Suite101: Pasta La Feasta, Baby - What foods did people eat in Middle-earth, and how were they prepared?

In this week's Suite101 article, Michael Martinez writes that J.R.R. Tolkien probably knew enough about the etymologies behind the names for various foods to be sure of what he was writing about. A few American foods notwithstanding, the Middle-earth menu is very realistic.

Here is an excerpt:

How much attention did J.R.R. Tolkien pay to food in Middle-earth? That question comes up fairly often, usually with respect to the Elves. Most people think the Elves were vegetarians, although nothing could be farther from the truth. Well, it's true that the Green-elves of Ossiriand didn't eat meat, but they're about the only ones.

As with so many other aspects of Middle-earth, Tolkien didn't limit himself in the kinds of dishes enjoyed by his characters. The hobbits snuck in a few distinctly "English" plates (such as the fish and chips Sam offered to cook for Gollum). But there were some exotic dishes on the menu. For example, the honey-cakes that Beorn gave to Thorin and Company have elicited a lot of curiosity from fans. What's the recipe?

I doubt Tolkien had a specific recipe in mind, to be honest. But he probably knew that honey is a pretty good food (for most people, but only a few ancient civilizations would have been concerned about diabetes). Honey even has medicinal properties, although I doubt Tolkien would have had his characters smear honey on their wounds (it's a natural antiseptic, used in ancient Egypt for that purpose).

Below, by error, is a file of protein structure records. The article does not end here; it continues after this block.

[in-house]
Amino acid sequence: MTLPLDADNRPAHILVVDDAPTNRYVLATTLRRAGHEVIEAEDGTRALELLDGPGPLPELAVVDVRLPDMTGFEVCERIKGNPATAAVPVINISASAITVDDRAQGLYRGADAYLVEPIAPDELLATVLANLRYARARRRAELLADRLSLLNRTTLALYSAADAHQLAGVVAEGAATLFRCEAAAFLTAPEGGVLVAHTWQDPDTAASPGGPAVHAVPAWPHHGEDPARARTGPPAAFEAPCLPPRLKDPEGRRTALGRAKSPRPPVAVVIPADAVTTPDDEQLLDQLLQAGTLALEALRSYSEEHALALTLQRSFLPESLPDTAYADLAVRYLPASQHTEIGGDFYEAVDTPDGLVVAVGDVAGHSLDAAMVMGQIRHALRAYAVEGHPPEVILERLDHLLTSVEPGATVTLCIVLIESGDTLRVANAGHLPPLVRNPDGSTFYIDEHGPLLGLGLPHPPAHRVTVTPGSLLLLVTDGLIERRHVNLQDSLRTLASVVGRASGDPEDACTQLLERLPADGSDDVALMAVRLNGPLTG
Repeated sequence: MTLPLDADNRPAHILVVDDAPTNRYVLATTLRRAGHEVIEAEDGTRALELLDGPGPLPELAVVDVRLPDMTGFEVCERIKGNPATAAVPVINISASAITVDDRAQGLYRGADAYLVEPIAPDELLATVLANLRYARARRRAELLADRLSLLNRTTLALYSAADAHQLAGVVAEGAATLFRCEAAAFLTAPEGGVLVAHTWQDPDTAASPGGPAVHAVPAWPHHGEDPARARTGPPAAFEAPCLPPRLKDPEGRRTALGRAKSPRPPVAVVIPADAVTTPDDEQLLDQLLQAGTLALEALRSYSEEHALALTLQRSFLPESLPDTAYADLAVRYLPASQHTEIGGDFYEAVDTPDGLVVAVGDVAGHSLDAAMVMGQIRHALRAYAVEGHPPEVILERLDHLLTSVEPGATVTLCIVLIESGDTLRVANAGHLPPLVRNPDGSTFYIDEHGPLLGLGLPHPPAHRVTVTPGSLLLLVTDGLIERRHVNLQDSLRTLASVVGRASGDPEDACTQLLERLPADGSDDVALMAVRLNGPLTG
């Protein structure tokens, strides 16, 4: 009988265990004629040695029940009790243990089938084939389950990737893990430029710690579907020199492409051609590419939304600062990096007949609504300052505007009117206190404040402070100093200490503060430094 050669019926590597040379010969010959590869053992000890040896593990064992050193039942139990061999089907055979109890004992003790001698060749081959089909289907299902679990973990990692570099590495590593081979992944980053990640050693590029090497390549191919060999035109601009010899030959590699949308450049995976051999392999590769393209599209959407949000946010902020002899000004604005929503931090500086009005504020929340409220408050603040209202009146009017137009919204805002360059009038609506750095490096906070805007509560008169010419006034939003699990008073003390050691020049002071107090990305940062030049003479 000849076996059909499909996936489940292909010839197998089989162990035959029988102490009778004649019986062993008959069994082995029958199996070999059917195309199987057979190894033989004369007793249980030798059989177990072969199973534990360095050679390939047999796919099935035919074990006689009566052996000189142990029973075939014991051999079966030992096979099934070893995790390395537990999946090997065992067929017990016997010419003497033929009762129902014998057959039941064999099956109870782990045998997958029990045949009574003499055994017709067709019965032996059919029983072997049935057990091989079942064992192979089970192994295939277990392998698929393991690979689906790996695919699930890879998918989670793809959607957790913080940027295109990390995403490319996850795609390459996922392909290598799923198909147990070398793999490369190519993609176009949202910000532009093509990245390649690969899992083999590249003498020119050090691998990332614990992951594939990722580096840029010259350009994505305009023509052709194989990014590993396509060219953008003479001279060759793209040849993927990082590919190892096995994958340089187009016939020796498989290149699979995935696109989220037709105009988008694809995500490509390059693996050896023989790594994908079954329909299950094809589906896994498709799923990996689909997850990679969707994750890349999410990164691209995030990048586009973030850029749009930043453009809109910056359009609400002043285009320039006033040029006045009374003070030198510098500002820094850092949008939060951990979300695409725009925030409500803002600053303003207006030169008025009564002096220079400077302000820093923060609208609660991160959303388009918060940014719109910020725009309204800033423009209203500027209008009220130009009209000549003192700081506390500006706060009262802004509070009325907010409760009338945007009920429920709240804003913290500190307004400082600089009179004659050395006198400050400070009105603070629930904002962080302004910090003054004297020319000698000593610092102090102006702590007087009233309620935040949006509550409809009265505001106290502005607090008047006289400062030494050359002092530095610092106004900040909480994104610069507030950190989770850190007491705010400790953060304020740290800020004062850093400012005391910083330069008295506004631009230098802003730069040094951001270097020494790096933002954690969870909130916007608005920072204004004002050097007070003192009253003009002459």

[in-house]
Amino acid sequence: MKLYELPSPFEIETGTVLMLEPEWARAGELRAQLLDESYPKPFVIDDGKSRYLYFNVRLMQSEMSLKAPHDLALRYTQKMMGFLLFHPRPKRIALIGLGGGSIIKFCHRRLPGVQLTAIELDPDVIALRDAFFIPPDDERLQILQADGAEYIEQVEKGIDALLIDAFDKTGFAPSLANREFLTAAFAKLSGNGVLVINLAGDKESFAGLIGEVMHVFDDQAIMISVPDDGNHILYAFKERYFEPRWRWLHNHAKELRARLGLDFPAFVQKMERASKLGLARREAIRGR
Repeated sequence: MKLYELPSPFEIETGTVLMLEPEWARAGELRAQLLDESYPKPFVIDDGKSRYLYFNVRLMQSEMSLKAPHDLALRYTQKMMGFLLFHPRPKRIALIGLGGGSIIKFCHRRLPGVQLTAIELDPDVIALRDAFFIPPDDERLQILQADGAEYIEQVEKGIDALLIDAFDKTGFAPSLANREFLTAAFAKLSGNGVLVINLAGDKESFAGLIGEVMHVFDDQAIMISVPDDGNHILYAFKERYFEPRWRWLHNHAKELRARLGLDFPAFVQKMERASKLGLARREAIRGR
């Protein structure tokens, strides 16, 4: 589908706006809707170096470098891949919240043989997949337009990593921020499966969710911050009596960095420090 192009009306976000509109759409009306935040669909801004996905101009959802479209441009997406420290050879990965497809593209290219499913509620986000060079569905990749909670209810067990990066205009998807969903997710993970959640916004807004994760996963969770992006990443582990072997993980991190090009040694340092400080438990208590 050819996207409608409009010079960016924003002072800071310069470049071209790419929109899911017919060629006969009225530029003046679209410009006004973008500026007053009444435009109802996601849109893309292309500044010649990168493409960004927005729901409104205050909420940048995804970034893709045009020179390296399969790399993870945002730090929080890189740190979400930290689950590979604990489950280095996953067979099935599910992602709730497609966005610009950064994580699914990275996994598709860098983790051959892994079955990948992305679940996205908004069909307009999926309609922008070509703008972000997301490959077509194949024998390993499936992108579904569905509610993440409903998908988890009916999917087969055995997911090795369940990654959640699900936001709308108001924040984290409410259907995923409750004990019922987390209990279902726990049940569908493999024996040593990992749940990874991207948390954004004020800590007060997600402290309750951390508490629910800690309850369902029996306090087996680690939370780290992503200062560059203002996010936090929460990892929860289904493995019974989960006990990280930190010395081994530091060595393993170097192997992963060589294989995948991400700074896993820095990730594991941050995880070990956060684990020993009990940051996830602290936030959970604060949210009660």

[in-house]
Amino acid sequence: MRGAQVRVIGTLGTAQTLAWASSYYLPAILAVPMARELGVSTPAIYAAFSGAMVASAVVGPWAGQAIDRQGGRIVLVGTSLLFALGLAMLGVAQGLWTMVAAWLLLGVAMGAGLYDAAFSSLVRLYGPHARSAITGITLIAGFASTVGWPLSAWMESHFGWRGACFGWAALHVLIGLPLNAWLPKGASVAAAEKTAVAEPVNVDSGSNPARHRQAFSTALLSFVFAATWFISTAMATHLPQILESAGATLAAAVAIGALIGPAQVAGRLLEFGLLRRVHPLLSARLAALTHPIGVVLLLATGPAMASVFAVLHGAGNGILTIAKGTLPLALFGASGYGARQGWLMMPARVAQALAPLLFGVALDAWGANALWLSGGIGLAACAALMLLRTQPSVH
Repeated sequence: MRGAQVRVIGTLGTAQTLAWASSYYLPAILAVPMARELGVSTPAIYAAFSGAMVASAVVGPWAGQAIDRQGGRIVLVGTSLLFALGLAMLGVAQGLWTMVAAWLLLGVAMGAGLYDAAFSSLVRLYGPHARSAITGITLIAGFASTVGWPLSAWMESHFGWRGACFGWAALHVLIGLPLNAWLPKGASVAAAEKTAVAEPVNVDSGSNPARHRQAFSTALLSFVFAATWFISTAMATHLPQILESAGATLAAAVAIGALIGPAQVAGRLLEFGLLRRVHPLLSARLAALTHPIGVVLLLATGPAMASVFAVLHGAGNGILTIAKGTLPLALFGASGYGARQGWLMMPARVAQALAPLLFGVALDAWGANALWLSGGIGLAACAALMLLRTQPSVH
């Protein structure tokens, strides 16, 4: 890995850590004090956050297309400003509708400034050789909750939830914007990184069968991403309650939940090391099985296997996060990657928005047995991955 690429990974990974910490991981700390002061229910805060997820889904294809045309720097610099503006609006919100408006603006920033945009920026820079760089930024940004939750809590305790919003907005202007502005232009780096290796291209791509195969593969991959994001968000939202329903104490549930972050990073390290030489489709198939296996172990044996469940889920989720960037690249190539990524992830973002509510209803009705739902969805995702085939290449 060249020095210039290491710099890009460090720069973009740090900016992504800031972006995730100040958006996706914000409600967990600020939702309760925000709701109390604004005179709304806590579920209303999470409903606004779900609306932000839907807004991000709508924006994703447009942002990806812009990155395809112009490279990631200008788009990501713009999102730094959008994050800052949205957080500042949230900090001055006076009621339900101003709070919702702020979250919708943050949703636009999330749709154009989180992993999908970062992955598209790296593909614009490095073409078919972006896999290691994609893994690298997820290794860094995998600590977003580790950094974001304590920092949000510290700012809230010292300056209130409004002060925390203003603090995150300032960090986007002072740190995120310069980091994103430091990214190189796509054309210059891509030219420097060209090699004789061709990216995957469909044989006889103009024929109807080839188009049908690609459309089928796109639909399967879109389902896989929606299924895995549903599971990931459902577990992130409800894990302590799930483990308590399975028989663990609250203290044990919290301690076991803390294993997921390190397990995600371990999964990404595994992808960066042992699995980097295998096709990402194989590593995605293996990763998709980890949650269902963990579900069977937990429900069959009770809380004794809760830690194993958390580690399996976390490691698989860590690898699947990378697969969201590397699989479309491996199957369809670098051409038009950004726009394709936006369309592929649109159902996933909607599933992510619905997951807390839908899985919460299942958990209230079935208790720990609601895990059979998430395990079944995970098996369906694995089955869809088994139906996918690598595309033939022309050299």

In fact, honey cakes are a historical food, having been invented or improved upon by many cultures. Beorn's honey cakes have long intrigued Tolkien fans who would love to try them, but I've never come across the Beorning honey cake recipe. I don't believe there was one, unless Tolkien had sampled a honey cake and decided to include it in his story about Bilbo Baggins.

Another food item Tolkien fans have wanted to know more about, of course, is lembas, the Elven waybread. Once again Tolkien failed to provide a specific recipe, but he did actually write something about the history of lembas. It was a sort of holy bread, baked from a meal produced from a special corn given to the Eldar on the Great Journey by the Valar. The corn only grew in secret gardens attended by Elven women called Yavannildi, or Ivonwin, "the maidens of Yavanna".

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